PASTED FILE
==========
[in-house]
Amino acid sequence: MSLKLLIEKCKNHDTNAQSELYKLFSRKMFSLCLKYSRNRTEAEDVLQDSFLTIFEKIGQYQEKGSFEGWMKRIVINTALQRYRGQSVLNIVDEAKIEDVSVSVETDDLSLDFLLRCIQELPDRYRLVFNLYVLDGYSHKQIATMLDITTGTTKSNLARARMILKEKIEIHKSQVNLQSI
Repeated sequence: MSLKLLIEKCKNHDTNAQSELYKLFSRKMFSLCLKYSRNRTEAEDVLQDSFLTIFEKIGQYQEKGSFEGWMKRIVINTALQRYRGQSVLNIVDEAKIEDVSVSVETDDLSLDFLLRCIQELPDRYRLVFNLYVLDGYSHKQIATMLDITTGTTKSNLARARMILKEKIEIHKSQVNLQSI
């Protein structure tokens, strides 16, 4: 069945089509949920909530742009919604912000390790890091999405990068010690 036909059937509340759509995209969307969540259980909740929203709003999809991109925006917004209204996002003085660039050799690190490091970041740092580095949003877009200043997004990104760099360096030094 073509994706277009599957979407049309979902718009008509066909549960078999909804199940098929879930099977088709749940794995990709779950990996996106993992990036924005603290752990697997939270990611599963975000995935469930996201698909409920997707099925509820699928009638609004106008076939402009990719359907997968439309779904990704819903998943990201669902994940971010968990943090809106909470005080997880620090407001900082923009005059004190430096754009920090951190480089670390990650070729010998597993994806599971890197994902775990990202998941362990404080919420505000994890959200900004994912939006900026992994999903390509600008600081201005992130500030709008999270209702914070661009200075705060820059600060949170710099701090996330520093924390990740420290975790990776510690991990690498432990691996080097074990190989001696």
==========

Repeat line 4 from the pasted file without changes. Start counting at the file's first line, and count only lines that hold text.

């Protein structure tokens, strides 16, 4: 069945089509949920909530742009919604912000390790890091999405990068010690 036909059937509340759509995209969307969540259980909740929203709003999809991109925006917004209204996002003085660039050799690190490091970041740092580095949003877009200043997004990104760099360096030094 073509994706277009599957979407049309979902718009008509066909549960078999909804199940098929879930099977088709749940794995990709779950990996996106993992990036924005603290752990697997939270990611599963975000995935469930996201698909409920997707099925509820699928009638609004106008076939402009990719359907997968439309779904990704819903998943990201669902994940971010968990943090809106909470005080997880620090407001900082923009005059004190430096754009920090951190480089670390990650070729010998597993994806599971890197994902775990990202998941362990404080919420505000994890959200900004994912939006900026992994999903390509600008600081201005992130500030709008999270209702914070661009200075705060820059600060949170710099701090996330520093924390990740420290975790990776510690991990690498432990691996080097074990190989001696």